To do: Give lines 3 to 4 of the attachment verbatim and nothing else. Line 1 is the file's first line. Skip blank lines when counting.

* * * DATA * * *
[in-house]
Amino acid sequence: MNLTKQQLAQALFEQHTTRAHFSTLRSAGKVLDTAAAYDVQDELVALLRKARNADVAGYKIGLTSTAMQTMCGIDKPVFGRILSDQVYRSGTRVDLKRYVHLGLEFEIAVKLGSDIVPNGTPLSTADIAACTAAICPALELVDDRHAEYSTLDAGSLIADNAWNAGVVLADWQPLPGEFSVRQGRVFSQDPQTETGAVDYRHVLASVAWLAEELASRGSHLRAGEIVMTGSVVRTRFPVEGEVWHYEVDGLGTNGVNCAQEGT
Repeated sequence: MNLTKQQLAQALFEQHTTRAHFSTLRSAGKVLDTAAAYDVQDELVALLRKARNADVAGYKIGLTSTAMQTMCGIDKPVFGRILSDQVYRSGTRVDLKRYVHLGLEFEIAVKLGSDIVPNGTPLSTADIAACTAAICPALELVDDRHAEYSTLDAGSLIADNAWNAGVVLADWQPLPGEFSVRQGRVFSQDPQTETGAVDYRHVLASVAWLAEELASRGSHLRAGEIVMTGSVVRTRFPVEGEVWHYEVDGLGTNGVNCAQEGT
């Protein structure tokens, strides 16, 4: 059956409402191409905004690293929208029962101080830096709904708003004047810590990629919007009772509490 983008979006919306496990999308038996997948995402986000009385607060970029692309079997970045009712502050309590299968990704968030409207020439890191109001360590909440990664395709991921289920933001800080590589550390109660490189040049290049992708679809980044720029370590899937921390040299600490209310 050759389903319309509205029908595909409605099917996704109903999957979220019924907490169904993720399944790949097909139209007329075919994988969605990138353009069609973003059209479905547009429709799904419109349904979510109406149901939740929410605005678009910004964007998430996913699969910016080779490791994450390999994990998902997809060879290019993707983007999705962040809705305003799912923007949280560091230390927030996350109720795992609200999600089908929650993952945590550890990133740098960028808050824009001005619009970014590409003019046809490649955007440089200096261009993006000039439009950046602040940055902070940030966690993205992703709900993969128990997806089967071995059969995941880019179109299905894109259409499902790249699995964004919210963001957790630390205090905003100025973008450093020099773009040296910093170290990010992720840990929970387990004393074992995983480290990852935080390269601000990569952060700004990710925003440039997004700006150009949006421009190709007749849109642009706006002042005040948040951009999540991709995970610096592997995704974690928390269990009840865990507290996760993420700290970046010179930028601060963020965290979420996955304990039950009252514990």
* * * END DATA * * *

Repeated sequence: MNLTKQQLAQALFEQHTTRAHFSTLRSAGKVLDTAAAYDVQDELVALLRKARNADVAGYKIGLTSTAMQTMCGIDKPVFGRILSDQVYRSGTRVDLKRYVHLGLEFEIAVKLGSDIVPNGTPLSTADIAACTAAICPALELVDDRHAEYSTLDAGSLIADNAWNAGVVLADWQPLPGEFSVRQGRVFSQDPQTETGAVDYRHVLASVAWLAEELASRGSHLRAGEIVMTGSVVRTRFPVEGEVWHYEVDGLGTNGVNCAQEGT
């Protein structure tokens, strides 16, 4: 059956409402191409905004690293929208029962101080830096709904708003004047810590990629919007009772509490 983008979006919306496990999308038996997948995402986000009385607060970029692309079997970045009712502050309590299968990704968030409207020439890191109001360590909440990664395709991921289920933001800080590589550390109660490189040049290049992708679809980044720029370590899937921390040299600490209310 050759389903319309509205029908595909409605099917996704109903999957979220019924907490169904993720399944790949097909139209007329075919994988969605990138353009069609973003059209479905547009429709799904419109349904979510109406149901939740929410605005678009910004964007998430996913699969910016080779490791994450390999994990998902997809060879290019993707983007999705962040809705305003799912923007949280560091230390927030996350109720795992609200999600089908929650993952945590550890990133740098960028808050824009001005619009970014590409003019046809490649955007440089200096261009993006000039439009950046602040940055902070940030966690993205992703709900993969128990997806089967071995059969995941880019179109299905894109259409499902790249699995964004919210963001957790630390205090905003100025973008450093020099773009040296910093170290990010992720840990929970387990004393074992995983480290990852935080390269601000990569952060700004990710925003440039997004700006150009949006421009190709007749849109642009706006002042005040948040951009999540991709995970610096592997995704974690928390269990009840865990507290996760993420700290970046010179930028601060963020965290979420996955304990039950009252514990």